Hafez Modirzadeh ‘Post-Chromodality’ (Thursday) Hafez Modirzadeh, a tenor saxophonist and musicologist versed in the Persian modal system of dastgah, has often spoken of a chromodal musical ideal; here he seems intent on somehow pushing past it. His partners are the trumpeter Amir ElSaffar, the pianist Vijay Iyer, the bassist Ken Filiano and the drummer Royal Hartigan. At 9 and 10:30 p.m., Jazz Gallery, 290 Hudson Street, at Spring Street, South Village , (212) 242-1063,; $15, or $10 for members in the first set; $10, or $5 for members in the second set. (Chinen)

Jesse Stacken and Kirk Knuffke (Sunday) Mr. Stacken, a pianist, and Mr. Knuffke, a cornetist, have ample experience working as a duo; this appearance is timed to usher in the release of “Orange Was the Color” (Steeplechase), their new album, featuring compact but searching readings of songs by Charles Mingus. At 8:30 p.m., Cornelia Street Café, 29 Cornelia Street, West Village , (212) 989-9319,; $10 cover, with a $10 minimum. (Chinen)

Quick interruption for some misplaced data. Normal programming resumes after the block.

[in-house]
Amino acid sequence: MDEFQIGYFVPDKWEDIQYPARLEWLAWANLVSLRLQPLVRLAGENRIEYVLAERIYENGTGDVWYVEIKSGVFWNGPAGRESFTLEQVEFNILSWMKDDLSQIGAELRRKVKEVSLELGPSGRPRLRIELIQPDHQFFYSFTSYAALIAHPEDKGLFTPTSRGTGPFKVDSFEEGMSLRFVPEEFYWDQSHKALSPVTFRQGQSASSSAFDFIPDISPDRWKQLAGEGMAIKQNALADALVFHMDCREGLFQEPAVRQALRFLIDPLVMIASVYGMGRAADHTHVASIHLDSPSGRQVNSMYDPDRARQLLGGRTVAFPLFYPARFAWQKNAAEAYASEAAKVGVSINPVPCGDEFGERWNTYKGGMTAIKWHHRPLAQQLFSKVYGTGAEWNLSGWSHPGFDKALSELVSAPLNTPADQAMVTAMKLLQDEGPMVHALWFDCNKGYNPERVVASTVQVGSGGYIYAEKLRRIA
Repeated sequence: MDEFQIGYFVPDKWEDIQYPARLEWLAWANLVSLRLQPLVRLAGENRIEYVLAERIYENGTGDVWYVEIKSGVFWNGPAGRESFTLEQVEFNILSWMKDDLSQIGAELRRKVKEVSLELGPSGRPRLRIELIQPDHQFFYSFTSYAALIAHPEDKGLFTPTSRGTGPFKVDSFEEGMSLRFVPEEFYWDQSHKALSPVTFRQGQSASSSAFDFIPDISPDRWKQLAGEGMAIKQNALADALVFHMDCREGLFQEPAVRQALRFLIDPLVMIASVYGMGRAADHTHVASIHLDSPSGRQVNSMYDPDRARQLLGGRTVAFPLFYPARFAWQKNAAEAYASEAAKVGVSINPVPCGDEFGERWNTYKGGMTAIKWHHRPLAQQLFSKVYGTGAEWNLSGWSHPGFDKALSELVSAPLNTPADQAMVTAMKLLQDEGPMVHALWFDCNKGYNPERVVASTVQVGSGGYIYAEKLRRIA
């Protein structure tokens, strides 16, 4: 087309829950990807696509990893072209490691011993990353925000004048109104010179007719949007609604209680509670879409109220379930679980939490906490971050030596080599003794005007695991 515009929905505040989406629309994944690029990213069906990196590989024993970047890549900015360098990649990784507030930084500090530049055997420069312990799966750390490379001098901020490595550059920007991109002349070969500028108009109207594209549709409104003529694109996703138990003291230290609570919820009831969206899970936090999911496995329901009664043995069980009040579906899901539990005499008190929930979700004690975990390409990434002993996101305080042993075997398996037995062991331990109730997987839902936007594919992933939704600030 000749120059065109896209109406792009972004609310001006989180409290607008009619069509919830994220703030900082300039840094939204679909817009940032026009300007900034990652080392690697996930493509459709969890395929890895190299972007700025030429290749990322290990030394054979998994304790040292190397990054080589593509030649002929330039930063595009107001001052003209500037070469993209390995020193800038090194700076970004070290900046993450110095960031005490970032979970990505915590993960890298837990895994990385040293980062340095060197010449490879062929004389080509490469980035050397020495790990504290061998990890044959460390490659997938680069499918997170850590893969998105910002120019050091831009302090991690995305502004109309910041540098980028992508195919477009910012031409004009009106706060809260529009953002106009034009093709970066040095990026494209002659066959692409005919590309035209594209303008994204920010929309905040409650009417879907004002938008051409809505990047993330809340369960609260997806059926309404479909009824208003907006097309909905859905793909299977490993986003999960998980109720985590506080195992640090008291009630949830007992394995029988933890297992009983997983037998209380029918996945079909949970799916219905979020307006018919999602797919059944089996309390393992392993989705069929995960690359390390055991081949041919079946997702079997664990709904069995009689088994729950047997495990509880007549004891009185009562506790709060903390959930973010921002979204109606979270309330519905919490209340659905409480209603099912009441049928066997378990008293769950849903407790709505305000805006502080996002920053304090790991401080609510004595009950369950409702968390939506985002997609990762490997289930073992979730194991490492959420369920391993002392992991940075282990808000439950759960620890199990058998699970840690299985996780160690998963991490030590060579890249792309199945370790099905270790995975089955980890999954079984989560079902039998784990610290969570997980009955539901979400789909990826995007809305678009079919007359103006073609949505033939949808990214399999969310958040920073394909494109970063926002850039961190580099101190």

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Classical Music Listings from the New York Times


Axiom (Sunday) Birthday celebrations large and small are just beginning for the composer Steve Reich, who turns 75 in October, but the concerts are already memorable. Le Poisson Rouge is more intimate than Carnegie Hall, which hosted a major party last weekend, but the program planned by Juilliard’s 20th-century music ensemble is epic, if simple: a complete performance of Mr. Reich’s “Drumming,” the culmination of his hypnotic “phasing” pieces. The work is 40 years old now but sounds ever-young. At 7 p.m., Le Poisson Rouge, 158 Bleecker Street, near Thompson Street, Greenwich Village , (212) 505-3474,; $25. (Woolfe)

Chiara String Quartet / Matmos / Now Ensemble (Friday) Three hot new-music groups share the spotlight at Le Poisson Rouge. The Chiara performs string quartets by Jefferson Friedman, and the electronic music duo Matmos responds with remixes of the same works. (The two groups collaborate similarly on their new New Amsterdam CD.) The NOW Ensemble plays music from their new “Awake” album (also on New Amsterdam), which includes works by Patrick Burke, David Crowell, Mark Dancigers, Sean Friar, Judd Greenstein and Missy Mazzoli. At 7:30 p.m., Le Poisson Rouge, 158 Bleecker Street, near Thompson Street, Greenwich Village , (212) 505-3474,; $15 in advance; $18 at the door. (Allan Kozinn)